Also, if you feel that you lost money because of the fix being 'in' who do you contact that is going to legitimately research your concerns?

Seriously, do we know who is in charge? Is there a person who's responsibility is to watch the races with binoculars to see that every jock is giving his full effort all the way to the wire? I don't think such a person exists.

Maybe this is all part of handicapping and its not a race 'fix' issue. Maybe as a bettor its your responsibility to know which jocks 'mail it in' on certain occasions and which jocks are going to beat a 5k claimer with a billyclub to garner a 5th place finish on every mount they ride.

Still, i would feel better if i knew someone was watching these little men to make sure they are riding every mount with vigor and energy to the line. A lot of these 'usual suspects' are high profile riders at major curcuits who don't care about getting 3rd/4th/5th if they are beaten for the win with 70 yards remaining.

I consistently read the stewards rulings and very seldom, if ever, notice a jock getting a large fine or suspension for not riding out a mount to the line.
I am not advocating that races are fixed. However, if certain jockeys don't try, would that consitute a race being "fixed"? Someone who I respect has conveyed to me on more than one occasion that when you first ride a journeymen rider on your horse, if he hasn't worked him in the AM, you are more likely that not to get a test drive the first time they ride you. The obvious exception is the rider that rides first or second call for a particular barn. Needless to say, I didnt heed his advice on several occasions this year and saw this very thing play out. Just one more slap in the teeth on top of all the other nonsense.

John

Last edited by john del riccio; 11-05-2008 at 10:47 AM.
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Old 11-05-2008, 11:39 AM   #28
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Way to many scratches and changes

Race card data is put up for sale 48 hours before a race. If there is a scratch or change after data is put up for sale I would like to see a substantial fine imposed on the owner of the horse which would go unto the betting pool. That way when you have a say a turf race that starts with a field of 12 or 14 and gets scratched down to four or five there would be some real money in the pool. This would make these people get their act together.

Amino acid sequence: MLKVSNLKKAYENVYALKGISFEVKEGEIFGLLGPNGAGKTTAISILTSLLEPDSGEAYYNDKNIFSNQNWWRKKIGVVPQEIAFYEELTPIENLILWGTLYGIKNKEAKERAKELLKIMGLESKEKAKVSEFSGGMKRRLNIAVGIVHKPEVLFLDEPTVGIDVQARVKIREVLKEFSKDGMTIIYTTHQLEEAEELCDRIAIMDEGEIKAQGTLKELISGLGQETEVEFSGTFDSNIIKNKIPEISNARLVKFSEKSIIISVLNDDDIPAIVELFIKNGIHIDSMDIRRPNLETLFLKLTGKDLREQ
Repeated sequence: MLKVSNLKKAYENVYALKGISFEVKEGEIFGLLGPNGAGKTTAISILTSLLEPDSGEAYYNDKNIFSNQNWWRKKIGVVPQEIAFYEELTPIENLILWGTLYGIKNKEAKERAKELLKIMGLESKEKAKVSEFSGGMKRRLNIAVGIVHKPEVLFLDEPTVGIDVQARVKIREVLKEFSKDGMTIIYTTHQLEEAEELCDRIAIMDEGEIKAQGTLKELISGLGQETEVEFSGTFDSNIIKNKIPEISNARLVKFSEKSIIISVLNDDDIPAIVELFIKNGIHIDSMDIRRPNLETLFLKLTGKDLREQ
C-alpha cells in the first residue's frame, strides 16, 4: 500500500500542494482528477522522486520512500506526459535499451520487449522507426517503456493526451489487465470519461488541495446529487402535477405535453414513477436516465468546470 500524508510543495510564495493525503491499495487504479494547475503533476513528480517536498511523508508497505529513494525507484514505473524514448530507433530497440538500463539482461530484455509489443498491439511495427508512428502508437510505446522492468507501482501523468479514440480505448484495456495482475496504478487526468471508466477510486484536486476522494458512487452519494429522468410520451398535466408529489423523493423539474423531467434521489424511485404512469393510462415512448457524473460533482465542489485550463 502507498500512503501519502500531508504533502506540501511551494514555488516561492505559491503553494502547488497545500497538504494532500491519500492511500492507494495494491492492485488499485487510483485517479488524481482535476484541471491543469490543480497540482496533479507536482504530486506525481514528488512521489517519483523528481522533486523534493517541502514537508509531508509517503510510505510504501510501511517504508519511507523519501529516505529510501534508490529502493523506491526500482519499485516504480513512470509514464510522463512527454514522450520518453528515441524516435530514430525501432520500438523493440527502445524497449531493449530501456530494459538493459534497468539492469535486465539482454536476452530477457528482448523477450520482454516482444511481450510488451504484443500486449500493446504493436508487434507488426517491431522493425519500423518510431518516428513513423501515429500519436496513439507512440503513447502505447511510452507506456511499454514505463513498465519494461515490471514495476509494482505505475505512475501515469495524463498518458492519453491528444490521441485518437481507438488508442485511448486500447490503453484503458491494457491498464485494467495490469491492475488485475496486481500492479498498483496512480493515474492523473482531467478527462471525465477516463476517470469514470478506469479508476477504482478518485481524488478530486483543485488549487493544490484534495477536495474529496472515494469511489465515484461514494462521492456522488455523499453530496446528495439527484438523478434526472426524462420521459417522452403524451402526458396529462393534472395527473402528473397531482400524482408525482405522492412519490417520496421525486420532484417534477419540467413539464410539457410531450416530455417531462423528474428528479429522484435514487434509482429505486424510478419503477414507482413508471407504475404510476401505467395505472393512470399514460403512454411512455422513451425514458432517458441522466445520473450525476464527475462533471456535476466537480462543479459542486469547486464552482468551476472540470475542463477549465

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Old 11-05-2008, 07:32 PM   #29
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Originally Posted by john del riccio
I am not advocating that races are fixed. However, if certain jockeys don't try, would that consitute a race being "fixed"? Someone who I respect has conveyed to me on more than one occasion that when you first ride a journeymen rider on your horse, if he hasn't worked him in the AM, you are more likely that not to get a test drive the first time they ride you. The obvious exception is the rider that rides first or second call for a particular barn. Needless to say, I didnt heed his advice on several occasions this year and saw this very thing play out. Just one more slap in the teeth on top of all the other nonsense.

John
Yeah, i believe that's the 64 dollar question. If an honest jockey just doesn't ride out his mount for whatever reason, as far as the horseplayer is concerned, there's no difference between the jock losing focus and the jock doing it on purpose. As a player, you don't care WHY a jock didn't ride hard to secure a minor board spot, you just know that he cost you money.

Its not a fixed result in a dishonest way, but the end result for the player is the same,less money in the pocketbook.
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Old 11-05-2008, 08:05 PM   #30
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I voted for the drug issue since without legitimate outcomes of races, it becomes ONLY a betting proposition and no longer a sport. When Todd Pletcher wins a Grade 1 race, most people used to think it may be tainted. Now, most people don't really care that much because they know most of the industry is tainted. This is the exact reason boxing fell apart and became a quasi wrestling-like event.

However, there may be one problem bigger than all the rest: The failure of racing officials and stakeholders to possess forward thinking. Most people involved in the industry make decisions only on what benefits their immediate needs and not what benefits the sport in general. Without leadership in this area, it will be a dying carcas torn apart by those wolves looking to scrap a few margin dollars out of the game before it rots away.